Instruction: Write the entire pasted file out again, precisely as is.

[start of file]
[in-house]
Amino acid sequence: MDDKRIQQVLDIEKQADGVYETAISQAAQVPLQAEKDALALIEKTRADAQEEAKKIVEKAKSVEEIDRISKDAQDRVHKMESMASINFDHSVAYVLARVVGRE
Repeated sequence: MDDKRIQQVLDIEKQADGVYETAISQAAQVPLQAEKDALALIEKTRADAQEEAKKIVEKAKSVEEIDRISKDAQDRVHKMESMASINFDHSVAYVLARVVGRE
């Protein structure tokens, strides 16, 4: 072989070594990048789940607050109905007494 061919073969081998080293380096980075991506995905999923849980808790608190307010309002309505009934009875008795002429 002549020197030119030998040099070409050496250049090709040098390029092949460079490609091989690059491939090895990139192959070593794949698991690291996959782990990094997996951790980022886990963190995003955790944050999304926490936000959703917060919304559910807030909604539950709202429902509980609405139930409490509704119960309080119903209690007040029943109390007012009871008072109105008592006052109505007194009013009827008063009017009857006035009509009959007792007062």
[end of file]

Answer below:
[in-house]
Amino acid sequence: MDDKRIQQVLDIEKQADGVYETAISQAAQVPLQAEKDALALIEKTRADAQEEAKKIVEKAKSVEEIDRISKDAQDRVHKMESMASINFDHSVAYVLARVVGRE
Repeated sequence: MDDKRIQQVLDIEKQADGVYETAISQAAQVPLQAEKDALALIEKTRADAQEEAKKIVEKAKSVEEIDRISKDAQDRVHKMESMASINFDHSVAYVLARVVGRE
């Protein structure tokens, strides 16, 4: 072989070594990048789940607050109905007494 061919073969081998080293380096980075991506995905999923849980808790608190307010309002309505009934009875008795002429 002549020197030119030998040099070409050496250049090709040098390029092949460079490609091989690059491939090895990139192959070593794949698991690291996959782990990094997996951790980022886990963190995003955790944050999304926490936000959703917060919304559910807030909604539950709202429902509980609405139930409490509704119960309080119903209690007040029943109390007012009871008072109105008592006052109505007194009013009827008063009017009857006035009509009959007792007062």